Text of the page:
Same result for inflammation. Greater variety in fruit and vegetable intake is associated with lower inflammation even if you eat the same number of servings. Same with improving cognitive function, too. Greater variety in fruit and vegetable intake is also associated with a better mental status, executive function, attention, and memory function in some cases, even after adjustment for total quantity. So, if you have two people eating the same number of servings of healthy foods, the one eating a greater variety may do better.

Going back to the study with the 199 prostate cancer patients getting either a placebo or a tablet with 100 mg of powdered whole pomegranate three times daily, the researchers didn’t just put in pomegranate powder. They also added powdered broccoli, powdered turmeric, and powdered green tea concentrate. So, the tablet contained a fruit, a vegetable, a spice, and a leaf in tiny amounts—about one floret of broccoli a day, less than an eighth of a daily teaspoon of turmeric, and about one sixth of a tea bag worth of green tea. All great plants, but could such tiny amounts actually affect the progression of cancer? Yes. As you can see at 5:55 in my video, in the group of men with early stage prostate cancer trying to avoid surgery, the PSA levels in the placebo group rose nearly 50 percent, indicating that the cancer continued to flourish, whereas the PSAs didn’t rise at all in the pomegranate, broccoli, turmeric, and green tea food supplement group. And, in those with more advanced disease—patients who had already had surgery or radiation and were trying to avoid chemo—there was a 70 percent greater rise in PSA levels in the placebo group. This was enough to significantly delay some of these more toxic treatments. Indeed, the study found significant, short-term, favorable effects. However, they only had enough money to run the study for six months, because it was a “non-commercial” endeavor, funded by charities, not some supplement company. In fact, there was no supplement until the investigators dreamed it up from scratch for the study. Of course, now there’s a supplement, given the study’s extraordinary results, but the only reason the researchers put the foods in pill form was to match it with a placebo. In my mind, what this study should tell cancer patients is to eat curried broccoli with fruit for dessert and to sip some green tea. A completely plant-based diet may even shrink the tumor, not just slow it down, but there’s no reason we can’t do both with a plant-based diet chock full of especially powerful plants.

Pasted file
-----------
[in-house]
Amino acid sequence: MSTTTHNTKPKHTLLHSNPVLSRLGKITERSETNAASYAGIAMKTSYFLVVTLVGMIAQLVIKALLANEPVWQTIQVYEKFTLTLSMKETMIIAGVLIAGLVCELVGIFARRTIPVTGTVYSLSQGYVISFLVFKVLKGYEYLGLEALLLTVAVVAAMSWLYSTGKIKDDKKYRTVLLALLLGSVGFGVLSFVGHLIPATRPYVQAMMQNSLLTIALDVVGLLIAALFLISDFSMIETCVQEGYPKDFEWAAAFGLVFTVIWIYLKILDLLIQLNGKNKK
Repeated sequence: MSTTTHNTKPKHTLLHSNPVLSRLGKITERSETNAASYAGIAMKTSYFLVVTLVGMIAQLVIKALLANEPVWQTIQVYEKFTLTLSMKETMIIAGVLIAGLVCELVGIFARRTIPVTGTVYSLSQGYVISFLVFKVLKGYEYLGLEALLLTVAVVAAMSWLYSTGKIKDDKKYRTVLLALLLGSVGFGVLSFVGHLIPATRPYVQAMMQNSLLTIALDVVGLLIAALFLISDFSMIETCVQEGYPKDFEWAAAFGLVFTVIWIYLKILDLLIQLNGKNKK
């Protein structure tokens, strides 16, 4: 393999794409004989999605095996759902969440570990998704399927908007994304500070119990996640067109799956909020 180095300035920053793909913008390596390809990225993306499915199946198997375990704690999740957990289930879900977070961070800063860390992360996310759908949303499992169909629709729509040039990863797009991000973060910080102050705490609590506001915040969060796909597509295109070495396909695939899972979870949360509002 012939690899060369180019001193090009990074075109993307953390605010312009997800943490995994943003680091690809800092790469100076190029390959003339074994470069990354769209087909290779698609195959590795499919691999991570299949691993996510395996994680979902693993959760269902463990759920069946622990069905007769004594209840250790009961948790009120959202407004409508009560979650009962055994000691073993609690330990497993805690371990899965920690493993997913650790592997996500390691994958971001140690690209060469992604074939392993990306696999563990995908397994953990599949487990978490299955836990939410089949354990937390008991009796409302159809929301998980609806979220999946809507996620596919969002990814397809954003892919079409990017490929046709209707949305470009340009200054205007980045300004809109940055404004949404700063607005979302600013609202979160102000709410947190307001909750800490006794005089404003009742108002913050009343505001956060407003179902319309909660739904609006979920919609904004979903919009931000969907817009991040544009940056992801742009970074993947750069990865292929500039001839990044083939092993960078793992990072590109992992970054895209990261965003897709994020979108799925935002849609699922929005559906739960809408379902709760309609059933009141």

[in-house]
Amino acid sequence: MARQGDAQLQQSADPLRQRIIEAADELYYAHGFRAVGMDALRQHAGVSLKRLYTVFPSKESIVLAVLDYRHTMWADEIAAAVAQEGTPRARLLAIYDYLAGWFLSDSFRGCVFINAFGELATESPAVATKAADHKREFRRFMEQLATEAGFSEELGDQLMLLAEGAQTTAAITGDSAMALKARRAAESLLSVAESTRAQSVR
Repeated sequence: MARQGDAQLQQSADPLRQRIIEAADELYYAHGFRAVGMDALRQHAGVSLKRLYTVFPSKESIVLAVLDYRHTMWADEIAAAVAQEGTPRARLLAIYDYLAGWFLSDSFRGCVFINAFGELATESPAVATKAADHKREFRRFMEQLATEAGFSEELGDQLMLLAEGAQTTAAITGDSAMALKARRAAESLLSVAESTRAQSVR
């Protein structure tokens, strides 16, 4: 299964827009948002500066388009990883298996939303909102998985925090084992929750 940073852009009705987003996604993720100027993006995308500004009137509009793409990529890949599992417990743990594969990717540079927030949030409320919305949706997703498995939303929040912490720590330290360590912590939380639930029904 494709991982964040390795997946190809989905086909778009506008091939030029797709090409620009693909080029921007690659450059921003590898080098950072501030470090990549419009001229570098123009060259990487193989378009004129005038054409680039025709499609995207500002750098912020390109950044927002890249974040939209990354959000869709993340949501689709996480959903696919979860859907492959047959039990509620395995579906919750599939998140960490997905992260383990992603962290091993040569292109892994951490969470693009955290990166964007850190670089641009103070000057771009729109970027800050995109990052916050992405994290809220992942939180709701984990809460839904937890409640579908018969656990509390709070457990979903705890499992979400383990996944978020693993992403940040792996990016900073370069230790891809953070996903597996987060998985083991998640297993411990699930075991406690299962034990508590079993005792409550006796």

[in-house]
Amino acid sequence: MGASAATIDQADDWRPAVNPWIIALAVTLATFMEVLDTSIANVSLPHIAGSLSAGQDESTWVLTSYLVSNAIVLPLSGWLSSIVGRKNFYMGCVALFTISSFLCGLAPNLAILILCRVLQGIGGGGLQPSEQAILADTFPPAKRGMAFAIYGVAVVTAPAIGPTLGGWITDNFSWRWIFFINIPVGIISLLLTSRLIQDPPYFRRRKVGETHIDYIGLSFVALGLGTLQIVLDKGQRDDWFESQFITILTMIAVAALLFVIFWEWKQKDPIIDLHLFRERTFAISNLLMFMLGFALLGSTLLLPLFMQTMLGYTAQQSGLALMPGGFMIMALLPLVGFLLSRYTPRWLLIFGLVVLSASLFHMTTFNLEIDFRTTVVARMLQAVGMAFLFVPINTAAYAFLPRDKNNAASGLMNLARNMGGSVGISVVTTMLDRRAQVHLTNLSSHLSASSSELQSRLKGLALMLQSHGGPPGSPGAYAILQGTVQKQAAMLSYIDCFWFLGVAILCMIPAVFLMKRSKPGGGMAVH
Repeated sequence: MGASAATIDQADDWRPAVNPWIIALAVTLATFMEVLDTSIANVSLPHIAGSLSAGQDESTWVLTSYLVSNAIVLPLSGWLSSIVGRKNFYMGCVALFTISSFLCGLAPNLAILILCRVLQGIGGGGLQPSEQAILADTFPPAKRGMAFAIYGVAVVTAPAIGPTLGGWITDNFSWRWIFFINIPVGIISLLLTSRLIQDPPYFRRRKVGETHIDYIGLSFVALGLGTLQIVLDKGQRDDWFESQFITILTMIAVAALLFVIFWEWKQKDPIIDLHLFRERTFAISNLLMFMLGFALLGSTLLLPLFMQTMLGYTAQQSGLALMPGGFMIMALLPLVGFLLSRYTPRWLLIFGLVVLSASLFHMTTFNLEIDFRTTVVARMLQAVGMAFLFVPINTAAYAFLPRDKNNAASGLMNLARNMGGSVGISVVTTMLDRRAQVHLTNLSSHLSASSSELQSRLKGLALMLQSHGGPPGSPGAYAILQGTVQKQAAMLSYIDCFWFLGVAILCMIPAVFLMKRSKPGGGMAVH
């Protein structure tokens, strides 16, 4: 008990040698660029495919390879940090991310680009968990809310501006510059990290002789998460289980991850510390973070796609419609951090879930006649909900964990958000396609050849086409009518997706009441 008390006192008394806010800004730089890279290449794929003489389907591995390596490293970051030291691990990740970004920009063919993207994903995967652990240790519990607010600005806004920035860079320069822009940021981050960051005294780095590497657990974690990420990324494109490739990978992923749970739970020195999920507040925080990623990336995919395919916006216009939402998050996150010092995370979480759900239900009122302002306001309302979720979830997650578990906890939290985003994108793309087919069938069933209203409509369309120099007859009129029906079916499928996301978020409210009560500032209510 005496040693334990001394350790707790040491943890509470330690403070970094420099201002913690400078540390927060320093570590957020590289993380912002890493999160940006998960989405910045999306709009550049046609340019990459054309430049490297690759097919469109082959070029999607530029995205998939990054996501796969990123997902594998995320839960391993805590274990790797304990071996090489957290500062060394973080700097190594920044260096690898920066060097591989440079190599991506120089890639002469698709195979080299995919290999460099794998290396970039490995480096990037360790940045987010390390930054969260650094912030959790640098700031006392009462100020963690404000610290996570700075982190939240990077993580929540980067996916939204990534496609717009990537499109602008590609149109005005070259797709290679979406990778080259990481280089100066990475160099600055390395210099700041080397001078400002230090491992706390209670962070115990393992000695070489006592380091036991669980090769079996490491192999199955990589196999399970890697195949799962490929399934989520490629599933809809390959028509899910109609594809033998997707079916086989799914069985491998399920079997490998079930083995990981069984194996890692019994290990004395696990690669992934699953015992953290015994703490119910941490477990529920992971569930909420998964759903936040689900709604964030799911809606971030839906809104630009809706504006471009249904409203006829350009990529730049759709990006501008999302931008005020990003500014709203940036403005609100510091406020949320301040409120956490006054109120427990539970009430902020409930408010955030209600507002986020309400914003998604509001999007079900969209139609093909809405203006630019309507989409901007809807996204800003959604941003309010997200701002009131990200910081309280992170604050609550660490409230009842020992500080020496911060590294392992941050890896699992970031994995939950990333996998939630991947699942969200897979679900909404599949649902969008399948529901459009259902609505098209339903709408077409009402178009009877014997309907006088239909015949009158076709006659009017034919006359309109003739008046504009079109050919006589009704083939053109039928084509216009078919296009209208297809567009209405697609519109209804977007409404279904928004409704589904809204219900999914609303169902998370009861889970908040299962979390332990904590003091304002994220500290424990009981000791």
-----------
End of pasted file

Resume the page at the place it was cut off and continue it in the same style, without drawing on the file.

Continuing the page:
I love that study! You and I both know why these types of studies aren’t performed more often. Who would profit? (Other than the millions of people suffering and dying from cancer, of course!)

The note I ended on, the landmark Ornish study, is detailed in Cancer Reversal Through Diet. For those unwilling or unable to make such significant dietary changes, there’s still something you can do. See Prostate Cancer Survival: The A/V Ratio. Changing a Man’s Diet After a Prostate Cancer Diagnosis isn’t easy!


For more on the 2 + 2 > 4 concept, see Food Synergy.

What about preventing prostate cancer in the first place? Check out my videos like Prostate Cancer and Organic Milk vs. Almond Milk and Eggs, Choline, and Cancer to get a sense of what you might want to avoid. But, in terms of what to eat, see The Role of Soy Foods in Prostate Cancer Prevention and Fermented or Unfermented Soy Foods for Prostate Cancer Prevention?.

Also, see: 

In health,

Michael Greger, M.D.